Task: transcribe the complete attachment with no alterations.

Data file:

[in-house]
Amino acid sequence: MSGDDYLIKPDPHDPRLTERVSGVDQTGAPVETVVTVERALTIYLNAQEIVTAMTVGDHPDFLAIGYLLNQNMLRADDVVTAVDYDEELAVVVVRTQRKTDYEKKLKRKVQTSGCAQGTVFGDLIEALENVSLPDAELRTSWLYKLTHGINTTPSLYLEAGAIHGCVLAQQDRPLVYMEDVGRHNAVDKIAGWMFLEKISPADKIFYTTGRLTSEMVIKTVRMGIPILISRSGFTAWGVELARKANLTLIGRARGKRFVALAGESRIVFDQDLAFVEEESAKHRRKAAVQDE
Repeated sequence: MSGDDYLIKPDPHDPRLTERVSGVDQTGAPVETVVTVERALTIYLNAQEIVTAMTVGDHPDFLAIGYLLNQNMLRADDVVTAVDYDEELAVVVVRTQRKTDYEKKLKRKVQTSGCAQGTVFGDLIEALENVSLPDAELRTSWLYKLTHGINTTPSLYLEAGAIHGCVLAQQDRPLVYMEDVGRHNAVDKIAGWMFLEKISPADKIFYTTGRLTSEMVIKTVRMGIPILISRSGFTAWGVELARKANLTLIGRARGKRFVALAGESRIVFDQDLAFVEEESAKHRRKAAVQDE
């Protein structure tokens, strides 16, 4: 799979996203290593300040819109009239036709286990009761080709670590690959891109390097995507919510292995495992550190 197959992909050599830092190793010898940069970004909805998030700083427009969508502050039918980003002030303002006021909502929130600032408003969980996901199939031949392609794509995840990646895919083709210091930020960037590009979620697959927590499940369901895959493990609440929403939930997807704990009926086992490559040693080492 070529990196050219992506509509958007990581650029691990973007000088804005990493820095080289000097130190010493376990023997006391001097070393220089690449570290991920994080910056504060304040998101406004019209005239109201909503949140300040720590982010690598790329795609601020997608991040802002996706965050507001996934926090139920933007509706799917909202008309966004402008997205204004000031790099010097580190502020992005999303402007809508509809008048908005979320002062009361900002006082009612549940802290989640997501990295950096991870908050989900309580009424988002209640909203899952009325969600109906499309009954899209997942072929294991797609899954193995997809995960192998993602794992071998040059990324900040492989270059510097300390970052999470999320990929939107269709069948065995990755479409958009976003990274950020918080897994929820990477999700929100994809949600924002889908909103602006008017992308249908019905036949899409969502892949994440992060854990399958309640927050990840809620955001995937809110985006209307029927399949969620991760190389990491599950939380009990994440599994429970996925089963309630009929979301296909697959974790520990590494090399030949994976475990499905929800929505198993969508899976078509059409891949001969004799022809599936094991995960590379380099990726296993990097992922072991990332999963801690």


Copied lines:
[in-house]
Amino acid sequence: MSGDDYLIKPDPHDPRLTERVSGVDQTGAPVETVVTVERALTIYLNAQEIVTAMTVGDHPDFLAIGYLLNQNMLRADDVVTAVDYDEELAVVVVRTQRKTDYEKKLKRKVQTSGCAQGTVFGDLIEALENVSLPDAELRTSWLYKLTHGINTTPSLYLEAGAIHGCVLAQQDRPLVYMEDVGRHNAVDKIAGWMFLEKISPADKIFYTTGRLTSEMVIKTVRMGIPILISRSGFTAWGVELARKANLTLIGRARGKRFVALAGESRIVFDQDLAFVEEESAKHRRKAAVQDE
Repeated sequence: MSGDDYLIKPDPHDPRLTERVSGVDQTGAPVETVVTVERALTIYLNAQEIVTAMTVGDHPDFLAIGYLLNQNMLRADDVVTAVDYDEELAVVVVRTQRKTDYEKKLKRKVQTSGCAQGTVFGDLIEALENVSLPDAELRTSWLYKLTHGINTTPSLYLEAGAIHGCVLAQQDRPLVYMEDVGRHNAVDKIAGWMFLEKISPADKIFYTTGRLTSEMVIKTVRMGIPILISRSGFTAWGVELARKANLTLIGRARGKRFVALAGESRIVFDQDLAFVEEESAKHRRKAAVQDE
């Protein structure tokens, strides 16, 4: 799979996203290593300040819109009239036709286990009761080709670590690959891109390097995507919510292995495992550190 197959992909050599830092190793010898940069970004909805998030700083427009969508502050039918980003002030303002006021909502929130600032408003969980996901199939031949392609794509995840990646895919083709210091930020960037590009979620697959927590499940369901895959493990609440929403939930997807704990009926086992490559040693080492 070529990196050219992506509509958007990581650029691990973007000088804005990493820095080289000097130190010493376990023997006391001097070393220089690449570290991920994080910056504060304040998101406004019209005239109201909503949140300040720590982010690598790329795609601020997608991040802002996706965050507001996934926090139920933007509706799917909202008309966004402008997205204004000031790099010097580190502020992005999303402007809508509809008048908005979320002062009361900002006082009612549940802290989640997501990295950096991870908050989900309580009424988002209640909203899952009325969600109906499309009954899209997942072929294991797609899954193995997809995960192998993602794992071998040059990324900040492989270059510097300390970052999470999320990929939107269709069948065995990755479409958009976003990274950020918080897994929820990477999700929100994809949600924002889908909103602006008017992308249908019905036949899409969502892949994440992060854990399958309640927050990840809620955001995937809110985006209307029927399949969620991760190389990491599950939380009990994440599994429970996925089963309630009929979301296909697959974790520990590494090399030949994976475990499905929800929505198993969508899976078509059409891949001969004799022809599936094991995960590379380099990726296993990097992922072991990332999963801690």